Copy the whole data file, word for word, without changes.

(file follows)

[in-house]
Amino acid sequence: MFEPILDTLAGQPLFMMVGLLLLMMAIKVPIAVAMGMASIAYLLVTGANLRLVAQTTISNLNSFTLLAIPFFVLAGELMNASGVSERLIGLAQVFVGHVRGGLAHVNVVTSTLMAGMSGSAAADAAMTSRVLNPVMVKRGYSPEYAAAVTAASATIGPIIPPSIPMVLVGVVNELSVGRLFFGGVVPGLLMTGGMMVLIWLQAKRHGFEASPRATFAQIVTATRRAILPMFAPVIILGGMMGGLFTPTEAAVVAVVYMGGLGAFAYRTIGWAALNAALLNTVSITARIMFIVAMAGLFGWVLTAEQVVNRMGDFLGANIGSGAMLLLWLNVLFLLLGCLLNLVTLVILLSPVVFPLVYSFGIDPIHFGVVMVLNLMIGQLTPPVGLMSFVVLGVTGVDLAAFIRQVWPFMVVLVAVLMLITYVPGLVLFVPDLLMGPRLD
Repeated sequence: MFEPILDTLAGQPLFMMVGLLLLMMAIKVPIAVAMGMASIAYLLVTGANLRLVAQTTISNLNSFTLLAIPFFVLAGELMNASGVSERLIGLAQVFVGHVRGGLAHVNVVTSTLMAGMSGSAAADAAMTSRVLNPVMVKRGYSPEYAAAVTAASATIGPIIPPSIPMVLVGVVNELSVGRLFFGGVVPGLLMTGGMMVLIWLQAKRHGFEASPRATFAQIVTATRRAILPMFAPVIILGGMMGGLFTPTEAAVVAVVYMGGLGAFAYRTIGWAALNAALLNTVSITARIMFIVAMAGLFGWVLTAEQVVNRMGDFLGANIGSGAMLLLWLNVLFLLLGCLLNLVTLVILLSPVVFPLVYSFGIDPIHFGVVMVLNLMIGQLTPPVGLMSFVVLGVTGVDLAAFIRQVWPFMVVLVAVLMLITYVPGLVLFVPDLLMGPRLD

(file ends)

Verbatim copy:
[in-house]
Amino acid sequence: MFEPILDTLAGQPLFMMVGLLLLMMAIKVPIAVAMGMASIAYLLVTGANLRLVAQTTISNLNSFTLLAIPFFVLAGELMNASGVSERLIGLAQVFVGHVRGGLAHVNVVTSTLMAGMSGSAAADAAMTSRVLNPVMVKRGYSPEYAAAVTAASATIGPIIPPSIPMVLVGVVNELSVGRLFFGGVVPGLLMTGGMMVLIWLQAKRHGFEASPRATFAQIVTATRRAILPMFAPVIILGGMMGGLFTPTEAAVVAVVYMGGLGAFAYRTIGWAALNAALLNTVSITARIMFIVAMAGLFGWVLTAEQVVNRMGDFLGANIGSGAMLLLWLNVLFLLLGCLLNLVTLVILLSPVVFPLVYSFGIDPIHFGVVMVLNLMIGQLTPPVGLMSFVVLGVTGVDLAAFIRQVWPFMVVLVAVLMLITYVPGLVLFVPDLLMGPRLD
Repeated sequence: MFEPILDTLAGQPLFMMVGLLLLMMAIKVPIAVAMGMASIAYLLVTGANLRLVAQTTISNLNSFTLLAIPFFVLAGELMNASGVSERLIGLAQVFVGHVRGGLAHVNVVTSTLMAGMSGSAAADAAMTSRVLNPVMVKRGYSPEYAAAVTAASATIGPIIPPSIPMVLVGVVNELSVGRLFFGGVVPGLLMTGGMMVLIWLQAKRHGFEASPRATFAQIVTATRRAILPMFAPVIILGGMMGGLFTPTEAAVVAVVYMGGLGAFAYRTIGWAALNAALLNTVSITARIMFIVAMAGLFGWVLTAEQVVNRMGDFLGANIGSGAMLLLWLNVLFLLLGCLLNLVTLVILLSPVVFPLVYSFGIDPIHFGVVMVLNLMIGQLTPPVGLMSFVVLGVTGVDLAAFIRQVWPFMVVLVAVLMLITYVPGLVLFVPDLLMGPRLD